This is a blog to discuss philosophy, chess, politics,
C. S. Lewis, or whatever it is that I'm in the mood to discuss.
Saturday, May 30, 2015
Marriage legal and moral
Some people would argue for a distinction between the legal acceptability of same-sex marriage and its moral acceptability. Consider the following case: a man leaves his wife and three kids, and runs off with a Playboy bunny half his age. He divorces his wife, and goes down to the courthouse to get a license to marry his new girlfriend. The courthouse won't ask any questions about whether he was moral or not in starting this relationship which began as an adulterous affair. They just check to see if his divorce is final, and if it is, they issue the marriage license. But if a photographer who knew about how the relationship starter, and who believes in the Seventh Commandment (Thou shalt not commit adultery) was asked to photograph the wedding, would such a photographer be reasonable in saying "I recognize that you are getting married legally, but I can't be part of the celebration of your new union, given what I know about how you got together. Sorry, please find another photographer."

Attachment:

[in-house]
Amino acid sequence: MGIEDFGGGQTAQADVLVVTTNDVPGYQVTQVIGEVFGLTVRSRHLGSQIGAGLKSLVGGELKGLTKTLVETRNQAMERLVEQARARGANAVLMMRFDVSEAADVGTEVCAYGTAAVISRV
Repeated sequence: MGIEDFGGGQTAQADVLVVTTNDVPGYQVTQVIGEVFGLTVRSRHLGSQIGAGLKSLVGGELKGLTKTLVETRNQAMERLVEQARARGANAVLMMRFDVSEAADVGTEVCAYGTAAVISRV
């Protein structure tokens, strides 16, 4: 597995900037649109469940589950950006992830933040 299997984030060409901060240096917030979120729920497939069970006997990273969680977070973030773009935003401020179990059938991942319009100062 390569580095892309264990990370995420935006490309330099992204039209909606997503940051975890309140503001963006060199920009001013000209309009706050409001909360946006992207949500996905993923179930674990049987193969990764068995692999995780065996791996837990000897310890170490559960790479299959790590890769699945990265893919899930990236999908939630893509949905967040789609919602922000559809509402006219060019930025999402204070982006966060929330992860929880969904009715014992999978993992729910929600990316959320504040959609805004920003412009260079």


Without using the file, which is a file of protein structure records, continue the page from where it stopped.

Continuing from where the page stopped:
(Interestingly enough, the above case seems to be one of the stronger reasons in support of same-sex marriage, since it points out that in heterosexual cases like this one, the government doesn't hand out licenses based on what they perceive to be moral or not, either on religious grounds or on any other grounds).
If that is reasonable, then could someone who object morally to a same-sex marriage do the same thing, since they are being asked, really, to be part of the celebration of something they don't feel right about celebrating?